The Department of Energy recently revealed the 2015 Wind Technologies Market Report, which shows big growth in distributed wind and lowered costs in wind energy.
Greentechmedia.com explains the five key takeaways from the report:
- Market rebounds after a terrible 2013
Annual wind capacity additions rebounded in 2014 with 4,854 megawatts of new capacity — and evidence of a strong 2015 and 2016 to come. For most of its history, the U.S. wind market has been subject to the off-and-on wind Production Tax Credit. As goes the PTC, so goes the wind market — although that might be changing.
- Wind as credible resource
The number of states where wind accounts for a significant amount of in-state generation has changed drastically from just 10 years ago. One co-author of the report revealed, “Wind power currently contributes almost 5 percent of the nation’s electricity supply, more than 12 percent of total electricity generation in nine states, and more than 20 percent in three of those states.”
- Rotor diameter keeps getting bigger
Large rotor machines are being used throughout the industry at both low- and high-speed sites. One of the authors explained how just a few years ago, no turbines were more than 100 meters in diameter — now 80 percent are.”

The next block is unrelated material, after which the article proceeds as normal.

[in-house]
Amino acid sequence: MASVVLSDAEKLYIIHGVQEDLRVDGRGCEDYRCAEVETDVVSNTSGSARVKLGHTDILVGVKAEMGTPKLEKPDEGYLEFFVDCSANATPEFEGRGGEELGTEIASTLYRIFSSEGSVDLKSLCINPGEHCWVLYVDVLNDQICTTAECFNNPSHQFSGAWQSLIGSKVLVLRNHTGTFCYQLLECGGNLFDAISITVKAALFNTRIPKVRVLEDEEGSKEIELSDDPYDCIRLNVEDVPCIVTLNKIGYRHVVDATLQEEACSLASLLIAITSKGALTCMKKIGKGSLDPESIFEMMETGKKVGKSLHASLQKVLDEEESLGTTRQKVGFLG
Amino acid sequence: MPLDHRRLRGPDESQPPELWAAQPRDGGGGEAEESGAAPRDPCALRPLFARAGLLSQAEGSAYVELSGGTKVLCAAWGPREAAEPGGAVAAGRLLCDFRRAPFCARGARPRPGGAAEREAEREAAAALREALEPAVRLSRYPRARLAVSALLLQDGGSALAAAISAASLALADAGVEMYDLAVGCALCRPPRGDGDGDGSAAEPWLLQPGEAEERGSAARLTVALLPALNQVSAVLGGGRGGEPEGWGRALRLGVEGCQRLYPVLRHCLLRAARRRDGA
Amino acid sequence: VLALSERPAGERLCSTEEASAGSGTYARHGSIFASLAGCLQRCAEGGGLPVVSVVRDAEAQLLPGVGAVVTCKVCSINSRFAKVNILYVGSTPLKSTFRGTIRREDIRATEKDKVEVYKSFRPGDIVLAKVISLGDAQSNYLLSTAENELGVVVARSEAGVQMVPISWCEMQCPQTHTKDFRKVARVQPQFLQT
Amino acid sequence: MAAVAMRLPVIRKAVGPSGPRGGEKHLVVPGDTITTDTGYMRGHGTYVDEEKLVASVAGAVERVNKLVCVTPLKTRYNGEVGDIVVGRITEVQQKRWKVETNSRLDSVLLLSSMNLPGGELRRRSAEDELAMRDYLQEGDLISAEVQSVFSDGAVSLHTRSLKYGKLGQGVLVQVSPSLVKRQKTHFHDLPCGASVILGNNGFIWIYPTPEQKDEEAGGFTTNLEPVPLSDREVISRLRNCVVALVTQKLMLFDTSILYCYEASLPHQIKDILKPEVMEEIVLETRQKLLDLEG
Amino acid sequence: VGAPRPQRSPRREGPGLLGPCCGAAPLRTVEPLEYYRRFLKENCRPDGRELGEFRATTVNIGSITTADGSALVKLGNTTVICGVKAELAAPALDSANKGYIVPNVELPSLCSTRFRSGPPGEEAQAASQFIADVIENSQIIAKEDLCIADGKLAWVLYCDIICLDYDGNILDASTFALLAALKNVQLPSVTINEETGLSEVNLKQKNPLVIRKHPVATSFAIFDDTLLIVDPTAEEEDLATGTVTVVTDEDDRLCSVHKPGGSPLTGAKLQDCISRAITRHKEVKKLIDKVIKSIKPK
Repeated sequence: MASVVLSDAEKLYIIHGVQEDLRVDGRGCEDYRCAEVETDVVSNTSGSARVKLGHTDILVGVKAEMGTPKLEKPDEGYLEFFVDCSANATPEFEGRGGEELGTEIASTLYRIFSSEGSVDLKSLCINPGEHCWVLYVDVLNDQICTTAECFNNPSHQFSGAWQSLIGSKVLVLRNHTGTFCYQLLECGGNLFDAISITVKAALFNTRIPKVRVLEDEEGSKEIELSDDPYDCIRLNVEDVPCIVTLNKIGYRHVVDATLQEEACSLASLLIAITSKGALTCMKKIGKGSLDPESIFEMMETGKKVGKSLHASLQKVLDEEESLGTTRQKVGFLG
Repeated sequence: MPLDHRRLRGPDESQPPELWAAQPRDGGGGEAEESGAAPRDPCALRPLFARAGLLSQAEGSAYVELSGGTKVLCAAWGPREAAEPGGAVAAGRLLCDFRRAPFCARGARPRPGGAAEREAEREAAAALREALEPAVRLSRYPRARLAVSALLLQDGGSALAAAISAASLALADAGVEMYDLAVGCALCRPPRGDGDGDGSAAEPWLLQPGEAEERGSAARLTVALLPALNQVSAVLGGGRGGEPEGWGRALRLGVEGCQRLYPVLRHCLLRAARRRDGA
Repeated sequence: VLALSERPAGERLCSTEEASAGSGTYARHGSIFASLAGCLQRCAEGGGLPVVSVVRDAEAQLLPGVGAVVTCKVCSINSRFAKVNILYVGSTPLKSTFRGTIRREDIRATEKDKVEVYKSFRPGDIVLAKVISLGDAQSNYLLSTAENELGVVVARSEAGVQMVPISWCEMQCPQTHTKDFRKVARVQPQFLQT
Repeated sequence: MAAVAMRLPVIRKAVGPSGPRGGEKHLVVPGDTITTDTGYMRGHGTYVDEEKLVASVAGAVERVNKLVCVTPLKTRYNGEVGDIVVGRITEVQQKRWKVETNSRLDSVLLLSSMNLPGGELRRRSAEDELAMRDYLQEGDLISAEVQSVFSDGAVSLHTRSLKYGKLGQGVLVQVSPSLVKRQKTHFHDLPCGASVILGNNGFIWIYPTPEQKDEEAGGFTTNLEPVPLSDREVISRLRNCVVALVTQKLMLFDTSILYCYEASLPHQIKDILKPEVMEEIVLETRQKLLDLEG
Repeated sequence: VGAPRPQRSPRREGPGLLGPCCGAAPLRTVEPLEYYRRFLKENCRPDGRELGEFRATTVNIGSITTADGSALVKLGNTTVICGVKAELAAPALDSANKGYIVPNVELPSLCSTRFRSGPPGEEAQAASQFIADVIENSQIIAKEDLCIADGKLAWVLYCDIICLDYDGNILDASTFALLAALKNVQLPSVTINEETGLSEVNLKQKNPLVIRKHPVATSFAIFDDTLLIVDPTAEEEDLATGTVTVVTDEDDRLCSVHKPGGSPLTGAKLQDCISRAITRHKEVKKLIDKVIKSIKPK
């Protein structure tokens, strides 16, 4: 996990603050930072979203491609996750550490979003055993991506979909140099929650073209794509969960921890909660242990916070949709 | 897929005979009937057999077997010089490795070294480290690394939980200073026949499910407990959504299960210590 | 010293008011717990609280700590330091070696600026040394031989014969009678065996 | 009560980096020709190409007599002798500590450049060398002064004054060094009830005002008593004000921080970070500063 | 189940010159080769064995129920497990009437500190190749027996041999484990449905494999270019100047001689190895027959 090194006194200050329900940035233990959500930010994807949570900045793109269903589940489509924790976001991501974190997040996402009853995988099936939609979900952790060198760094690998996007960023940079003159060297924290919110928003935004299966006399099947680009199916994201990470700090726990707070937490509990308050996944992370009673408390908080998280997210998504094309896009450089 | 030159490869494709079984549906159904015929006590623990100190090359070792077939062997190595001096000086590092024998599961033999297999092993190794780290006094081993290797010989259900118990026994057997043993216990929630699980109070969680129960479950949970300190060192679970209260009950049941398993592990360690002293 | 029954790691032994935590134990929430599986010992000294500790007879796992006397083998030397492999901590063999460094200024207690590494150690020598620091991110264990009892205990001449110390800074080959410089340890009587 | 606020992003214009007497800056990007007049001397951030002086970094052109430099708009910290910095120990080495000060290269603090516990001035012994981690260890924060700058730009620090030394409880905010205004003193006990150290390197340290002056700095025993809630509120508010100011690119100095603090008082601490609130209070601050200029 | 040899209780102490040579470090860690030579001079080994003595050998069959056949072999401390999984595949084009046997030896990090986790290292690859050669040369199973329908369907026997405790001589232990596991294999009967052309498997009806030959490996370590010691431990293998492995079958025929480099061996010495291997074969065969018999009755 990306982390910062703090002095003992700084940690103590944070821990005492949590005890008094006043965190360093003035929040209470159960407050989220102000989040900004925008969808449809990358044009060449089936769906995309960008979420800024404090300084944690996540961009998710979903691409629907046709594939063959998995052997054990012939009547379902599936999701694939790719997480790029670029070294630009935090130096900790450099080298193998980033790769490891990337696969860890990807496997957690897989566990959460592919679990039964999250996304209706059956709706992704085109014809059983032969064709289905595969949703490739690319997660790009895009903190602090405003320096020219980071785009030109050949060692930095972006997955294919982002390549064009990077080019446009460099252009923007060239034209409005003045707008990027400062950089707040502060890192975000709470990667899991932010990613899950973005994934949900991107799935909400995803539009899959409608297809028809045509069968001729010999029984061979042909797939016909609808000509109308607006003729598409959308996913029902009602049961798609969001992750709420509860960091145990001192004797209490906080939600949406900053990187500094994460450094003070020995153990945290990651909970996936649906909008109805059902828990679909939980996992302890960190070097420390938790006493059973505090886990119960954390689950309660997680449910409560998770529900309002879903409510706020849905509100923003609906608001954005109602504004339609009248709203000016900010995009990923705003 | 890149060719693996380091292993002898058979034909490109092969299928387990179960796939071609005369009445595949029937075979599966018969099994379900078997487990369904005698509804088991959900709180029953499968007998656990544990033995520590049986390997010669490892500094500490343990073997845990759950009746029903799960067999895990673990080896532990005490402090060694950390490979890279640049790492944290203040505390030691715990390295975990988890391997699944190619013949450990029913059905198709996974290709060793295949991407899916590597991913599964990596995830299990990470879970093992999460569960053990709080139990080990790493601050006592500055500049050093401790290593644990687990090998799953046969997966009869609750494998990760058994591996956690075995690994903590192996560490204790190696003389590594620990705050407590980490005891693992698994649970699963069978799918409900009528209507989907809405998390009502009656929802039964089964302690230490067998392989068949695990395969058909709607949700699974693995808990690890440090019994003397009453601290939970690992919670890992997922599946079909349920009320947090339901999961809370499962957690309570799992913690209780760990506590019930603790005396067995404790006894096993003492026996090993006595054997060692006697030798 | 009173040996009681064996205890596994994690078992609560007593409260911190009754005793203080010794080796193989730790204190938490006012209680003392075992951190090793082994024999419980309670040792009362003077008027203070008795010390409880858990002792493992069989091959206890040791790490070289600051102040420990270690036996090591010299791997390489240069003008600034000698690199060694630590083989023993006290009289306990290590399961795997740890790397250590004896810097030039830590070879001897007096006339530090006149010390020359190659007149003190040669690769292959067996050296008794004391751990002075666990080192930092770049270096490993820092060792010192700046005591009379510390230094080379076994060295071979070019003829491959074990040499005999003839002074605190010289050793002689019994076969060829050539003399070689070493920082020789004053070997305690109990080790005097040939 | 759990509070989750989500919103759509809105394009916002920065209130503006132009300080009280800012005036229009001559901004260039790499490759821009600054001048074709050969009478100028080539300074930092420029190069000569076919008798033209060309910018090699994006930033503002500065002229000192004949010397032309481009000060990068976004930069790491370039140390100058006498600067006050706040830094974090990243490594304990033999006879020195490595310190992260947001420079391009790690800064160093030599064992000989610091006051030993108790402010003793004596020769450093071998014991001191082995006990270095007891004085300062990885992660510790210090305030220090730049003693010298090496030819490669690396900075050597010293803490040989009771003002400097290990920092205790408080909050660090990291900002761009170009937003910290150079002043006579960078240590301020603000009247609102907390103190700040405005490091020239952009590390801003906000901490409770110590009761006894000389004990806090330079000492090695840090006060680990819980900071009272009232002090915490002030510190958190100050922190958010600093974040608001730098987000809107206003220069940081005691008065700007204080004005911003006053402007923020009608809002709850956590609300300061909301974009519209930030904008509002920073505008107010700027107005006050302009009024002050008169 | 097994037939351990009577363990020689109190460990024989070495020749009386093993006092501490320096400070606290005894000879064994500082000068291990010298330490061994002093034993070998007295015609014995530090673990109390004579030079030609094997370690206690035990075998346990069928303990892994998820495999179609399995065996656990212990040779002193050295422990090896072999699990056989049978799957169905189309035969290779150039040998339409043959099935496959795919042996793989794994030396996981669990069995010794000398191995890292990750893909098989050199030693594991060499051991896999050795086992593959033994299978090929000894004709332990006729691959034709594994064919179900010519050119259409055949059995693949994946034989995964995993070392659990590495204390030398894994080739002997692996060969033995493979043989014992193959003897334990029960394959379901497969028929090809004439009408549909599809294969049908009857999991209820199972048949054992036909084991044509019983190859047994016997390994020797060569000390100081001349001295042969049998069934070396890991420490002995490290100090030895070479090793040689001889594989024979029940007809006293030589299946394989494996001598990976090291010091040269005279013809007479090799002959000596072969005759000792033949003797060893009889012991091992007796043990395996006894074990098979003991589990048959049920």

- How does $.0235 per kilowatt-hour sound?
The LBNL report calculates that wind projects built in 2014 had an average installed cost of $1,710 per kilowatt, down almost $600 per kilowatt from the peak in 2009, www.greentechmedia.com explains.
- Strength in 2015 and 2016, but what happens in 2017?
Although the PTC has technically expired, it still allows for the continuation of projects that began being built by the end of 2014. Growth after 2016 remains uncertain, however, and will be driven by PTC policy shifts and natural gas prices. But in the Northeast or Western U.S., where the wind speeds are not quite as high and it’s more expensive to build, the PTC is still what can make or break a project.